We now have set up various tools commonly used, and can execute them within jenkins. We set the entrypoint for the container to launch Jenkins, the CMD> directive,…. and we are done.

If all works properly, you should see the Jenkins gui on http://localhost:8080.
A quick test job should show all the above tools are now available to jenkins jobs:

There are other tool-specific Docker containers available, such as the Ansible container, which may better suit certain needs. Other containerization technologies, like libvirt, may be preferable, but the DockerHub makes up for any difficiencies by its ease of container image sharing.

This setup is only a good idea for development. In a production CI environment, Jenkins workers should execute the jobs. Each job would be tied to a specifically locked down worker, based on job requirements. Installing tools in production on the Jenkins Master should not be necessary (other than monitoring tools like CloudWatch Agent or SplunkForwarder). Care should be taken to minimize the master’s attack surface. Docker containers are not meant to run a full interactive environment, with many child processes, so in production it may be that a better Jenkins experience is to be had by running Jenkins natively on bare metal, or a VM like AWS EC2, as opposed to inside a container.

Thanks for reading,

Did you find this post interesting? Are you passionate about working with the latest AWS technologies? If you are Stelligent is hiring and we would love to hear from you!

Introducing mu: a tool for managing your microservices in AWS

mu is a tool that Stelligent has created to make it simple and cost-efficient for developers to use AWS as the platform for running their microservices.  In this first post of the blog series focused on the mu tool, we will be introducing the motivation for the tool and demonstrating the deployment of a microservice with it.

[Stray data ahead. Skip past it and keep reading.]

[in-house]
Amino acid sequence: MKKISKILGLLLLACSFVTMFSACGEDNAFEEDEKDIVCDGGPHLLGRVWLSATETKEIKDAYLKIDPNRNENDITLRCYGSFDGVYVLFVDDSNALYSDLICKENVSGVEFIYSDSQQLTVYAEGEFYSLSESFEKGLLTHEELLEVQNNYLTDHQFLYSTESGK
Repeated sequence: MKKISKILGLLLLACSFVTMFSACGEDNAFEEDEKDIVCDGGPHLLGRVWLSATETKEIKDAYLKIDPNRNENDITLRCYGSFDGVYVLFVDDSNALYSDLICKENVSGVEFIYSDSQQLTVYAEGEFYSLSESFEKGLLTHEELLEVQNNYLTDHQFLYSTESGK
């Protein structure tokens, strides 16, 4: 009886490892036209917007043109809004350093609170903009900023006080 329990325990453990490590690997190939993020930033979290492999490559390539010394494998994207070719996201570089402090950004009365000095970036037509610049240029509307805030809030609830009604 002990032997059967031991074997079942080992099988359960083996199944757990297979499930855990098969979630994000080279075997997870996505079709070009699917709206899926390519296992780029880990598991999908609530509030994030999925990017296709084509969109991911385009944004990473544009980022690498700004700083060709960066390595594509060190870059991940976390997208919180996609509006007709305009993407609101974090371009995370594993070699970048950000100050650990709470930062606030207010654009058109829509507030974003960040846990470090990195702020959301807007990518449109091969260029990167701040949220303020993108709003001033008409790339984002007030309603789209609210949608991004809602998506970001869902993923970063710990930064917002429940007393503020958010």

Why microservices?

The architectural pattern of decomposing an application into microservices has proven extremely effective at increasing an organization’s ability to deliver software faster.  This is due to the fact that microservices are independently deployable components that are decoupled from other components and highly cohesive around a single business capability.  Those attributes of a microservice yield smaller team sizes that are able to operate with a high level of autonomy to deliver what the business wants at the pace the market demands.

What’s the catch?

When teams begin their journey with microservices, they usually face cost duplication on two fronts:  infrastructure and re-engineering. The first duplication cost is found in the “infrastructure overhead” used to support the microservice deployment.  For example, if you are deploying your microservices on AWS EC2 instances, then for each microservice, you need a cluster of EC2 instances to ensure adequate capacity and tolerance to failures.  If a single microservice requires 12 t2.small instances to meet capacity requirements and we want to be able to survive an outage in 1 out of 4 availability zones, then we would need to run 16 instances total, 4 per availability zone.  This leaves an overhead cost of 4 t2.small instances.  Then multiply this cost by the number of microservices for a given application and it is easy to see that the overhead cost of microservices deployed in this manner can add up quickly.

Containers to the rescue!

An approach to addressing this challenge of overhead costs is to use containers for deploying microservices.  Each microservice would be deployed as a series of containers to a cluster of hosts that is shared by all microservices.  This allows for greater density of microservices on EC2 instances and allows the overhead to be shared by all microservices.  Amazon ECS (EC2 Container Service) provides an excellent platform for deploying microservices as containers.  ECS leverages many AWS services to provide a robust container management solution.  Additionally, a developer can use tools like CodeBuild and CodePipeline to create continuous delivery pipelines for their microservices.

That sounds complicated…